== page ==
What ‘Downton Abbey’ Tells Us About The Future Of Abortion

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During last Sunday’s episode of “Downton Abbey,” Lady Edith Crawley, a blueblood daughter of white British aristocracy, sought an illegal abortion because the father of her baby — a married man — had disappeared in Munich and was nowhere to be found. Once in the discreet waiting room, Lady Edith changed her mind about the abortion after hearing the cries of a woman in the doctor’s office. It was 1922 London, and abortions were afforded to the very wealthy.

Ninety-two years later, history reminds us that women in a variety of different races and circumstances are still seeking the right to have an abortion — though most are not in the same socioeconomic position as the fictional Lady Crawley.

Republicans in the House of Representatives recently passed a bill that many claim discriminates against black women. The “No Taxpayer Funding for Abortion Act” prohibits low income individuals who receive tax subsidies for health insurance under the Affordable Care Act from purchasing coverage for abortion services, even when using their own funds.

It is but one of hundreds of bills to restrict abortion passed by the Republican Congress and Republican-dominated state legislatures in the wake of the 2010 elections. The State of The States 2013 report presents abortion restrictions across the country in graphics.

We do not typically think of abortion as a civil rights issue. But we should.

Much has been made of the Republican assault on abortion as being a “war on women.” An examination of who has abortions suggests that these restrictions are more accurately characterized as an assault on the poor.

Sixty-nine percent of women receiving abortions have incomes either below or just above the poverty line. Most are already mothers: 61 percent of women who have abortions have one or more children. They are adults: a mere 6.4 percent of women who receive abortions are minors under the age of 18.

And finally, the majority of women receiving abortions are Black or Latina. Only 36 percent of abortion patients are non-Hispanic white women.

The abortion restrictions championed by the Republican Party force poor Black and Hispanic mothers to bear children that, given the circumstances of their lives, they may not want and certainly cannot afford.

During Black History Month this assault on black women is unconscionable. The purpose of this calendar dedication is to acknowledge history that has been ignored or suppressed. A piece of that ignored history is the work of Black politicians, such as New York’s Percy Sutton and Michigan’s Coleman Young, who led the legislative campaign to legalize abortion in the 1960s.

Black politicians (nearly all of them men), introduced legislation to repeal or reform state abortion laws in New York, Illinois, Oklahoma, Michigan, Tennessee and Wisconsin. These men acted, in part, because of the suffering illegal abortion disproportionately inflicted on Black women.

In 1969, when Rep. Charles Chew (D-Ill) introduced legislation to repeal the Illinois abortion law, he recounted a trip to the morgue to identify his niece, who had died from an illegal abortion.

When Congresswoman Shirley Chisholm became the Honorary President of NARAL (then the National Association for the Repeal of Abortion Laws), she cited research which showed that illegal abortion caused 25 percent of deaths of pregnant white women in New York City, but nearly half the deaths of pregnant Black women.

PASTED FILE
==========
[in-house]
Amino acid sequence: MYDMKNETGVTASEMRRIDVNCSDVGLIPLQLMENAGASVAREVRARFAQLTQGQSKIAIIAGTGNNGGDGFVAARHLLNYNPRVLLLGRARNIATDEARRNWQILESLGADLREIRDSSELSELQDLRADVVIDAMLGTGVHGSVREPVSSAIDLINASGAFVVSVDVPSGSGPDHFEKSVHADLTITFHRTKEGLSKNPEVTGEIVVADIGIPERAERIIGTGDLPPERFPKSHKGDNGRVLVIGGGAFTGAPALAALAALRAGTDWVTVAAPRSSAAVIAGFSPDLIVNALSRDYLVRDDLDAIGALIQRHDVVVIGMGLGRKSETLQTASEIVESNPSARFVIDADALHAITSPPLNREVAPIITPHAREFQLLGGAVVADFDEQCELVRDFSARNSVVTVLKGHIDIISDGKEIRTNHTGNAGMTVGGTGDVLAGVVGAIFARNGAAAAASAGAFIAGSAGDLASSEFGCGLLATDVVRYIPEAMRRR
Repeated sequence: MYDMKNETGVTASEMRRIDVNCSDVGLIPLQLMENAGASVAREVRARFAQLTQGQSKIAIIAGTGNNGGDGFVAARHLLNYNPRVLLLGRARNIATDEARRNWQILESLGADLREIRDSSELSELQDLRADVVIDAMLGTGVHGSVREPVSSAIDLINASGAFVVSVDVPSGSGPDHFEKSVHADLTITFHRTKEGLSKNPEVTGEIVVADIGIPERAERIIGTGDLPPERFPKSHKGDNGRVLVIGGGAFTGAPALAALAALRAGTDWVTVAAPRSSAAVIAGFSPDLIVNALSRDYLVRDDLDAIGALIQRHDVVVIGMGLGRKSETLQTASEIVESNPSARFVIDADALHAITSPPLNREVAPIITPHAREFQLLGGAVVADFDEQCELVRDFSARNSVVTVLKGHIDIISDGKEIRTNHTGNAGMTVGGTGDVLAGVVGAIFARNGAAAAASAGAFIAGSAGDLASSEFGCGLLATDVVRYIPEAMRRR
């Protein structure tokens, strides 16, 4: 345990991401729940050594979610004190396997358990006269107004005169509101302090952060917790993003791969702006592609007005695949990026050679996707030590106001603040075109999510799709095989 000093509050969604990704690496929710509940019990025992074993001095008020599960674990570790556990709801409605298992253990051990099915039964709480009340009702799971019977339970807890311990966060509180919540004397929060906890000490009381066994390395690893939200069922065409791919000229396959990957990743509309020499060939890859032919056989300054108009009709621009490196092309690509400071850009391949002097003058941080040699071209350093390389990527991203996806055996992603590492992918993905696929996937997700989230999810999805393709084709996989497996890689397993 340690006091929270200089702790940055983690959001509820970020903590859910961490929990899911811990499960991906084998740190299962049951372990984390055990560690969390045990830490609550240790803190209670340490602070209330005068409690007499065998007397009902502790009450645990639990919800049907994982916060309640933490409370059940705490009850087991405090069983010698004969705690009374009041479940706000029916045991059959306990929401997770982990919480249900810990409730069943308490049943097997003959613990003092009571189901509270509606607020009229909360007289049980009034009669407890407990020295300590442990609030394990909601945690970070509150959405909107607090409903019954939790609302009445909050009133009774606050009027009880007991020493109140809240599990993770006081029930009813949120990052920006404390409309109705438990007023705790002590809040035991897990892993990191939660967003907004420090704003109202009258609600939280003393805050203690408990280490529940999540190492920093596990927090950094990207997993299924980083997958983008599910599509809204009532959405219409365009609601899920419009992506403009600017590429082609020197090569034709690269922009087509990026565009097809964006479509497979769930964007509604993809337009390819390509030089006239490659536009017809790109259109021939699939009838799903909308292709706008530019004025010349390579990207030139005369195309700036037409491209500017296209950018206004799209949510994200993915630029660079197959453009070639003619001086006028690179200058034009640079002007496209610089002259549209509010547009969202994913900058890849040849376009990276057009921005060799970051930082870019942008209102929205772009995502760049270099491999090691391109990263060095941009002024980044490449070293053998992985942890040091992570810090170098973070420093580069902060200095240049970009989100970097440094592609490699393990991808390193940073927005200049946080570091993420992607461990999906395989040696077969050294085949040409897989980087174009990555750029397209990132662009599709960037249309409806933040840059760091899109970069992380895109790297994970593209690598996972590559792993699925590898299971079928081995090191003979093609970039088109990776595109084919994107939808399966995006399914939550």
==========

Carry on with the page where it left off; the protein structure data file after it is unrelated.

To be sure, some would argue that those who campaign to keep abortion accessible to poor women but fail to also campaign to make resources available to poor families so that women don’t need to abort for economic reasons, are cynically telling poor women that they should kill their unborn because our society does not want them. They are right.

“Choice” is a cruel word when the only choice offered is ending a pregnancy. But this pales in comparison to the current Republican program of cutting aid to the poor (including food stamps) while forcing poor women to give birth to a child who will grow up in poverty.

The claim that Black women are discriminated against when access to abortion is denied is the basis of Thurgood Marshall’s vehement dissent in the 1977 court cases that allowed states to deny Medicaid funding of abortion.

Marshall wrote: “The enactments challenged here brutally coerce poor women to bear children whom society will scorn for every day of their lives … I am appalled at the ethical bankruptcy of those who preach a “right to life”that means, under present social policies, a bare existence in utter misery for so many poor women and their children.”

The Guttmacher Institute recently reported that the number of abortions performed in the United States is the lowest since 1973. The decline in abortions coincides with declines in the overall birth rate and an increase in the use of effective contraceptives. A decrease in unwanted pregnancies is cause for celebration – and for continuing to make effective contraceptives available to all women.

History repeats itself if we do not heed its lessons. The lesson taught in the years of illegal abortion is clear: poor, Black women suffered and died. In early 20th century, white English women also died as a result of botched, illegal abortions.

It is not advisable to move back in time regarding any woman’s reproductive rights. Rather, its is best to move ahead out of the shadow of history.

Nicola Beisel is Associate Professor of Sociology at Northwestern University, where she is a Public Voices Fellow of The OpEd Project. She is the author of Imperiled Innocents: Anthony Comstock and Family Reproduction in Victorian America.

Photo credit: PBS.

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